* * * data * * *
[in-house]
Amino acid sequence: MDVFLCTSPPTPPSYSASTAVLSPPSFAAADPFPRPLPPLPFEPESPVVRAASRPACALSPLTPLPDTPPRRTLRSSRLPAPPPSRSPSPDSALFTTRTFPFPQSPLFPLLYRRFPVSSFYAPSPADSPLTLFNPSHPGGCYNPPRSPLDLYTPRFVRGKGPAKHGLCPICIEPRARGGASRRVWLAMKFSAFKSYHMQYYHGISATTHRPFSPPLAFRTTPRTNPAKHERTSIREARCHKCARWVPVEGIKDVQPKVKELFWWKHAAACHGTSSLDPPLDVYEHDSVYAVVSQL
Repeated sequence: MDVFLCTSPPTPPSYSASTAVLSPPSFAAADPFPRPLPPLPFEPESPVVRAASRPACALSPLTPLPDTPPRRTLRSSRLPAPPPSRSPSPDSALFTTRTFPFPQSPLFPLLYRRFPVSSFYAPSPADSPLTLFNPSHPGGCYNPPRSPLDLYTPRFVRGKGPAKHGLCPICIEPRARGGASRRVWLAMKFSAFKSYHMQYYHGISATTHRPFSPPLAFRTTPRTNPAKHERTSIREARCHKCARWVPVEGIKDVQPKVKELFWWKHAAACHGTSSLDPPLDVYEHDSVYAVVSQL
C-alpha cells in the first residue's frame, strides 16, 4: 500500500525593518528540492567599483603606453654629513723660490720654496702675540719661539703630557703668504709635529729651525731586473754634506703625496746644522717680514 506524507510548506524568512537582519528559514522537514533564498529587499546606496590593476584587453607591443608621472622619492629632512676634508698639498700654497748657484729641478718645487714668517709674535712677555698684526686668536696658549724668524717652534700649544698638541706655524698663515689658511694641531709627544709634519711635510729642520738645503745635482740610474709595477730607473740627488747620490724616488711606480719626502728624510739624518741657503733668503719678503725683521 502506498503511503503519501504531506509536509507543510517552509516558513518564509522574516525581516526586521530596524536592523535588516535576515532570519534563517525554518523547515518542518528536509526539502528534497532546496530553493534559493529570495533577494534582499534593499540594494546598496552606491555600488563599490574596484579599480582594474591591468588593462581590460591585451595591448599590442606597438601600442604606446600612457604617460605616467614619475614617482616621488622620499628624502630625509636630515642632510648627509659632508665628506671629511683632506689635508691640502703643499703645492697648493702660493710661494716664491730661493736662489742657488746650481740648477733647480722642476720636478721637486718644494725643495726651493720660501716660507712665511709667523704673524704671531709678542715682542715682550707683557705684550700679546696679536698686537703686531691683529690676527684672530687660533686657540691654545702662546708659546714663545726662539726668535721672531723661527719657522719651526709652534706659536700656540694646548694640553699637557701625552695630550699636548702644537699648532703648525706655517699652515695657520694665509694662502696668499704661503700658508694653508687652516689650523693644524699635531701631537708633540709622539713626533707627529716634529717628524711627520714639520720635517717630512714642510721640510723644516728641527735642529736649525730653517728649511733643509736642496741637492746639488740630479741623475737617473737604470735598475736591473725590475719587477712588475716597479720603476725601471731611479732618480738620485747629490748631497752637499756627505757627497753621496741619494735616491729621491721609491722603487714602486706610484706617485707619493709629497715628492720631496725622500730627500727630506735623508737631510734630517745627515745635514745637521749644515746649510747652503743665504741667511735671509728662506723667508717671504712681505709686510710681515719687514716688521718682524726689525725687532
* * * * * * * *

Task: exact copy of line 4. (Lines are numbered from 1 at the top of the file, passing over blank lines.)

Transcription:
C-alpha cells in the first residue's frame, strides 16, 4: 500500500525593518528540492567599483603606453654629513723660490720654496702675540719661539703630557703668504709635529729651525731586473754634506703625496746644522717680514 506524507510548506524568512537582519528559514522537514533564498529587499546606496590593476584587453607591443608621472622619492629632512676634508698639498700654497748657484729641478718645487714668517709674535712677555698684526686668536696658549724668524717652534700649544698638541706655524698663515689658511694641531709627544709634519711635510729642520738645503745635482740610474709595477730607473740627488747620490724616488711606480719626502728624510739624518741657503733668503719678503725683521 502506498503511503503519501504531506509536509507543510517552509516558513518564509522574516525581516526586521530596524536592523535588516535576515532570519534563517525554518523547515518542518528536509526539502528534497532546496530553493534559493529570495533577494534582499534593499540594494546598496552606491555600488563599490574596484579599480582594474591591468588593462581590460591585451595591448599590442606597438601600442604606446600612457604617460605616467614619475614617482616621488622620499628624502630625509636630515642632510648627509659632508665628506671629511683632506689635508691640502703643499703645492697648493702660493710661494716664491730661493736662489742657488746650481740648477733647480722642476720636478721637486718644494725643495726651493720660501716660507712665511709667523704673524704671531709678542715682542715682550707683557705684550700679546696679536698686537703686531691683529690676527684672530687660533686657540691654545702662546708659546714663545726662539726668535721672531723661527719657522719651526709652534706659536700656540694646548694640553699637557701625552695630550699636548702644537699648532703648525706655517699652515695657520694665509694662502696668499704661503700658508694653508687652516689650523693644524699635531701631537708633540709622539713626533707627529716634529717628524711627520714639520720635517717630512714642510721640510723644516728641527735642529736649525730653517728649511733643509736642496741637492746639488740630479741623475737617473737604470735598475736591473725590475719587477712588475716597479720603476725601471731611479732618480738620485747629490748631497752637499756627505757627497753621496741619494735616491729621491721609491722603487714602486706610484706617485707619493709629497715628492720631496725622500730627500727630506735623508737631510734630517745627515745635514745637521749644515746649510747652503743665504741667511735671509728662506723667508717671504712681505709686510710681515719687514716688521718682524726689525725687532